SalemNews.com, Salem, MA

Local News

September 27, 2013

Police: Wells has history of mental illness

SALEM — Two city detectives were watching the North Shore Medical Center parking lot late on the night of Tuesday, Sept. 3, when they spotted a man walking from the front to the rear of a hospital building.

They watched as the man walked to the back of the large lot, went between two parked cars and climbed a high fence onto Bertram Field, the Salem High School football field. At the time, the field was closed and under construction. Additional police units were called to search for the man, according to a Salem Police report.

Moments later, detectives stopped Timothy G. Wells, 25, of Woburn, walking from a wooden area behind the Bertram Field stands and asked what he was doing.

“He stated that he was meditating and trying to become one with nature,” police wrote in a report.

On Wednesday — 22 days later — Wells was arrested in New York state in connection with a double-stabbing earlier in the day on a shuttle bus at Salem State University. It was the last step, according to court and police records, in a saga that began weeks earlier in that hospital parking lot.

In that first incident on the night of Sept. 3, police said Wells was carrying a folding knife with a 4-inch blade in his front pocket. He was placed under arrest at 11:30 p.m. on charges of trespassing and violating the city knife ordinance, and taken to police headquarters.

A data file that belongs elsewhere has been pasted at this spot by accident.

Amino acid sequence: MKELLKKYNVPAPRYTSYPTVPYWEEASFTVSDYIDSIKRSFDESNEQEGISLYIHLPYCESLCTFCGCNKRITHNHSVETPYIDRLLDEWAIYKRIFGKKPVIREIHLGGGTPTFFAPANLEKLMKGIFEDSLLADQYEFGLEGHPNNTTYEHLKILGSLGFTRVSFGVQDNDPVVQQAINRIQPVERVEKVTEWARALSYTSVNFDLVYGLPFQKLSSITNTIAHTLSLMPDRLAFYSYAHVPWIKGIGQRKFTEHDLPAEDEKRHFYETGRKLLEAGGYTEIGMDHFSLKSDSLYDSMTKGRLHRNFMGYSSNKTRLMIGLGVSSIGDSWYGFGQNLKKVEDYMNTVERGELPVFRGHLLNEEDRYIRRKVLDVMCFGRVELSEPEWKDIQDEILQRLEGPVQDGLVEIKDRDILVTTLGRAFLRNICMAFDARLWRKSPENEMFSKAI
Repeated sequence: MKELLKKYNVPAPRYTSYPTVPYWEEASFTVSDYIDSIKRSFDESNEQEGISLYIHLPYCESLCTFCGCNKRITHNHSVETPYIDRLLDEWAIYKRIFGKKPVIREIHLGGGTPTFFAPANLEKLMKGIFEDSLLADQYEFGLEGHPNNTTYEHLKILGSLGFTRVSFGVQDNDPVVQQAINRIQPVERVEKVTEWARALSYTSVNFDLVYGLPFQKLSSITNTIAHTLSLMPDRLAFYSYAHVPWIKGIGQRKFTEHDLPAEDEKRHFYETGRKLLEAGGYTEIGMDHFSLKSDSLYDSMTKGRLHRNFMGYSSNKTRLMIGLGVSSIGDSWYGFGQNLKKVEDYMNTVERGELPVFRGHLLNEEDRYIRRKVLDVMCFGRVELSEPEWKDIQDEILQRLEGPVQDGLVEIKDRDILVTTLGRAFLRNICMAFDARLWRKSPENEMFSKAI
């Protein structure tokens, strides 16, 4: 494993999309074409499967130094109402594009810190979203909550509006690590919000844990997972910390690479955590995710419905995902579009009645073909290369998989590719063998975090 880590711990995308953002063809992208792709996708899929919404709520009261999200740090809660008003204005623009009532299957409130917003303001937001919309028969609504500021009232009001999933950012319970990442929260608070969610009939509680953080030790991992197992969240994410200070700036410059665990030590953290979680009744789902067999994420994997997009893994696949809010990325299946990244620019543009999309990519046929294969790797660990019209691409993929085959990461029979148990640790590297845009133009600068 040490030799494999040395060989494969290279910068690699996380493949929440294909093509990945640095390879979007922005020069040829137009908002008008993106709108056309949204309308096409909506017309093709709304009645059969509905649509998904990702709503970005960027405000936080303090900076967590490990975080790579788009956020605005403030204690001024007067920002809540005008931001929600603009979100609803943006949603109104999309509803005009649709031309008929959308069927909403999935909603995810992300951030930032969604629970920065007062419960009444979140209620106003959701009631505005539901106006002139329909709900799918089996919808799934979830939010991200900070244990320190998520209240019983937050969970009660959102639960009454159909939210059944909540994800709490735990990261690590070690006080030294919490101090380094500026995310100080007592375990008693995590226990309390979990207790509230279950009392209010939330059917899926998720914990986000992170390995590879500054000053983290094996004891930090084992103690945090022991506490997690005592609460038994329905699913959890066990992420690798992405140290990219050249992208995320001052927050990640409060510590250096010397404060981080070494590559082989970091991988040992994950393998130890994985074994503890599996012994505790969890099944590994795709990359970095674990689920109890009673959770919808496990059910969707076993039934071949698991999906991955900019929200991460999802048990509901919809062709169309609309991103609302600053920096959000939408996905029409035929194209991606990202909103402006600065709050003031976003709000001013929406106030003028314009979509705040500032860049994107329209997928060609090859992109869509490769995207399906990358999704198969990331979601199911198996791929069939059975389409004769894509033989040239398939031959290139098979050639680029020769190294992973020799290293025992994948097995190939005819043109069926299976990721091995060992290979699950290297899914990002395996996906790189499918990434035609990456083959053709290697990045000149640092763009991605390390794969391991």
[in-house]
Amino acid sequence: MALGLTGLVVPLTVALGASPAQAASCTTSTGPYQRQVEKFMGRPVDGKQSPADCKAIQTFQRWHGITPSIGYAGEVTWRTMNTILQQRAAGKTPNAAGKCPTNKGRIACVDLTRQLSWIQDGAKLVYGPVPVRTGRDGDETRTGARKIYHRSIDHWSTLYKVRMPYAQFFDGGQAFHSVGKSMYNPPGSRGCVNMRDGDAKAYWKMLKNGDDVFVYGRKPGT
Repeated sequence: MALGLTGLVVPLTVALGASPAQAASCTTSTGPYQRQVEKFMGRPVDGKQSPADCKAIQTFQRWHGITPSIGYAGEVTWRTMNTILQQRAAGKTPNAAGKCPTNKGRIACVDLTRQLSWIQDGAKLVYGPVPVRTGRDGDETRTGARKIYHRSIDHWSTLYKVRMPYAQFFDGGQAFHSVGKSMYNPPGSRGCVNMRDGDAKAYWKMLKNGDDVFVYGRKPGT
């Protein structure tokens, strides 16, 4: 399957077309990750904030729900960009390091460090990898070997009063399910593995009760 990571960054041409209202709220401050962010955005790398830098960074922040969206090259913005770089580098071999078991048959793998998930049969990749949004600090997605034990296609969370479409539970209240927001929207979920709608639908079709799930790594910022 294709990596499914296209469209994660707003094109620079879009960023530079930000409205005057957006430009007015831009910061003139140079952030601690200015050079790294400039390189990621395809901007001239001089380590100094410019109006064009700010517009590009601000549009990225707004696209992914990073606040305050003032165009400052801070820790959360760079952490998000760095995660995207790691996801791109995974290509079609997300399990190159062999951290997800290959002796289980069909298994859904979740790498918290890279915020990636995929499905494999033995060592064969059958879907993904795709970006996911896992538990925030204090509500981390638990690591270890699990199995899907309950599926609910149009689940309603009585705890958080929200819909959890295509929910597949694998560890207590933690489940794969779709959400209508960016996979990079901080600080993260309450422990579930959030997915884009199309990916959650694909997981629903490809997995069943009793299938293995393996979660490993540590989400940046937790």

A few hours later, at 2:20 a.m., an assistant clerk at Salem District Court arrived at the station, released Wells on personal recognizance and ordered him to appear in court for an arraignment later that day, according to police.

Wells never showed up, according to court records.

On the afternoon of Sept. 4 — that same day — Wells met with a therapist at Salem Hospital who, after their session, issued a Section 12 order out of concern he “had a very substantial risk of doing harm to himself,” according to a Salem State Police report. Under that order, a person undergoes a psychiatric examination and can be held for a three-day period or longer, according to state law.

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